Various new drugs have been developed for treating recurrent hormone receptor-positive (HR+)/human epidermal receptor 2-negative (HER2−) breast cancer. However, directly identifying effective drugs remains difficult. In this study, we elucidated the clinical relevance of cultured cells derived from patients with recurrent HR+/HER2− metastatic breast cancer. The recently established conditionally reprogrammed (CR) cell system enables us to examine heterogeneity, drug sensitivity and cell function using patient-derived tumour samples. The results of microarray analysis, DNA target sequencing and xenograft experiments indicated that the mutation status and pathological features were preserved in CR cells, whereas RNA expression was different from that in the primary tumour cells, especially with respect to cell adhesion-associated pathways. The results of drug sensitivity assays involving the use of primary breast cancer CR cells were consistent with gene expression profiling test data. We performed drug-screening assays using liver metastases, which were sensitive to 66 drugs. Importantly, the result reflected the actual clinical course of this patient. These results supported the use of CR cells obtained from the metastatic lesions of patients with HR+/HER2− breast cancer for predicting the clinical drug efficacy.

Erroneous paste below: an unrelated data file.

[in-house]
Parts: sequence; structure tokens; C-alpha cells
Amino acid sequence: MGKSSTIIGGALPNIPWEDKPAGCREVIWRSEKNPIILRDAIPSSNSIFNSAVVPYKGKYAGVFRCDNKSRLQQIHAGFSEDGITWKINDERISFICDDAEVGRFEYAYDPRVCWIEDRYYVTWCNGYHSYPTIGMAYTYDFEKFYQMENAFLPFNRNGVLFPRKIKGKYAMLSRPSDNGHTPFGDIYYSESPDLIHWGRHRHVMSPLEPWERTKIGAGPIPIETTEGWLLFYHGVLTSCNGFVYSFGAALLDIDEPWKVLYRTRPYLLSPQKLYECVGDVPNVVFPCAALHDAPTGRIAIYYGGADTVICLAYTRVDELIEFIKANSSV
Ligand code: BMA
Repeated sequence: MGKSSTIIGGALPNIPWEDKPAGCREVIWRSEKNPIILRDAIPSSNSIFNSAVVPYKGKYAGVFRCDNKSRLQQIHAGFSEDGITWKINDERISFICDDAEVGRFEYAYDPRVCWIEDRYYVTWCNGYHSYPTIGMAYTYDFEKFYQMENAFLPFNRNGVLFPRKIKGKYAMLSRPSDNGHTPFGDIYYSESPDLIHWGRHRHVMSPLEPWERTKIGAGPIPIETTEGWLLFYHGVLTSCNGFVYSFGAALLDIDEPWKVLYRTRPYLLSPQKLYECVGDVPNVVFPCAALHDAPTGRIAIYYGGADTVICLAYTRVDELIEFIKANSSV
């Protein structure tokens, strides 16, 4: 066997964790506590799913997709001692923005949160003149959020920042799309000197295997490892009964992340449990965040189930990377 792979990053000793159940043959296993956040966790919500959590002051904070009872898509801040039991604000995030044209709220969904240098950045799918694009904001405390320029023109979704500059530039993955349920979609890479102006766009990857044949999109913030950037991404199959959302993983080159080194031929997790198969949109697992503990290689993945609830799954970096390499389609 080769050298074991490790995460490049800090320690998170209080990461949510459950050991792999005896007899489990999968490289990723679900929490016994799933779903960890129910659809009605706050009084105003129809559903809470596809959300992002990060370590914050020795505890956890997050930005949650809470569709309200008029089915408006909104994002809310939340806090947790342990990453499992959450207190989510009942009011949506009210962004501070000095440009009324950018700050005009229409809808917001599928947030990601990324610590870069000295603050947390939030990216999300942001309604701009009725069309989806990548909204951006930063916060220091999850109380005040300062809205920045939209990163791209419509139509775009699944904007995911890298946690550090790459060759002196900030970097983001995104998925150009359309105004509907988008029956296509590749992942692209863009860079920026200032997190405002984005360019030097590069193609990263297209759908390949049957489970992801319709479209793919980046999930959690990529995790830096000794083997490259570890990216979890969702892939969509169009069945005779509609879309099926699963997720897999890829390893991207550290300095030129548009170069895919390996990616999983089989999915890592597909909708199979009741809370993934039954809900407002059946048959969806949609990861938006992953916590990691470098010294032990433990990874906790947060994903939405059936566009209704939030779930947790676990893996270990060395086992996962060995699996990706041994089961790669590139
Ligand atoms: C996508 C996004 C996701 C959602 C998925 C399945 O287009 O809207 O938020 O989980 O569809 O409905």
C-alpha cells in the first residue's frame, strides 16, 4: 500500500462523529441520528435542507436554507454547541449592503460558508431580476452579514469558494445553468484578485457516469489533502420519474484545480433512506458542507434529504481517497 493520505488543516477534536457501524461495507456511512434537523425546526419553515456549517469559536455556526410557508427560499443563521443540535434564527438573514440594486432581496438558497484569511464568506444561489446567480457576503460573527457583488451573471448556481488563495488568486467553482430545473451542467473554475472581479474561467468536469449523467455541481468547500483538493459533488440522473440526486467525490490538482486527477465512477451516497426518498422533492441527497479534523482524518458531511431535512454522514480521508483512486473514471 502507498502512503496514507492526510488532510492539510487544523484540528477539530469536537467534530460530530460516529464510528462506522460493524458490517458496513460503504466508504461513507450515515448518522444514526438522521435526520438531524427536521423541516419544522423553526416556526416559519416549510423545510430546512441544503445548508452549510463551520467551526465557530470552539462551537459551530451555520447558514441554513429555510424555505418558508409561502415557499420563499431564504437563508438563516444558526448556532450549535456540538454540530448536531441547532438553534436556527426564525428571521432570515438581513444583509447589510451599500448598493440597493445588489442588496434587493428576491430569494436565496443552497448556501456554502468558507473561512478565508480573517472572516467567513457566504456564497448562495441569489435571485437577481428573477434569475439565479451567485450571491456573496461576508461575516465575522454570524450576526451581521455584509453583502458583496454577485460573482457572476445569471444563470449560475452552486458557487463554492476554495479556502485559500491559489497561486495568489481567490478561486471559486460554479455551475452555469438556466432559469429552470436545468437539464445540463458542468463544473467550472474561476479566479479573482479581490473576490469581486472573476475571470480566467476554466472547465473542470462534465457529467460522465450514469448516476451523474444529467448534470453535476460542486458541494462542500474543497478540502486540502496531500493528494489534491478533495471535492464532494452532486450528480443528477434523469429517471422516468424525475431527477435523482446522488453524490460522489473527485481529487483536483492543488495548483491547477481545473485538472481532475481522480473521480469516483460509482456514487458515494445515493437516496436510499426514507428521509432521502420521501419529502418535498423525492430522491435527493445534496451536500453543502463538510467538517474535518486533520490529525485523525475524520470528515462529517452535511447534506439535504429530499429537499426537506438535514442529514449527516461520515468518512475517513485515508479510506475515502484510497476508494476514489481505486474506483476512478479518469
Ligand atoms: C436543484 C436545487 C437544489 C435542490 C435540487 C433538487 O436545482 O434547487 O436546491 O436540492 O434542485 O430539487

Various new drugs, including a selective oestrogen receptor degrader (SERD), the mammalian target of rapamycin (mTOR) inhibitor, PI3K inhibitor and cyclin-dependent kinase (CDK)4/6 inhibitor, have been developed for recurrent hormone receptor-positive (HR+)/human epidermal receptor 2-negative (HER2−) breast cancer1,2,3,4,5. Conventional chemotherapy can also be used to treat patients with metastatic breast cancer. Although several studies investigated the association between responses to drugs and biomarkers using pathological, DNA mutation, or RNA expression analysis, it remains difficult to directly identify effective molecular targeted drugs and determine the best treatment sequence or combination for individual patients. If we test and identify effective drugs for each recurrent breast cancer type, we could select effective drugs for each patient and prevent unnecessary side effects.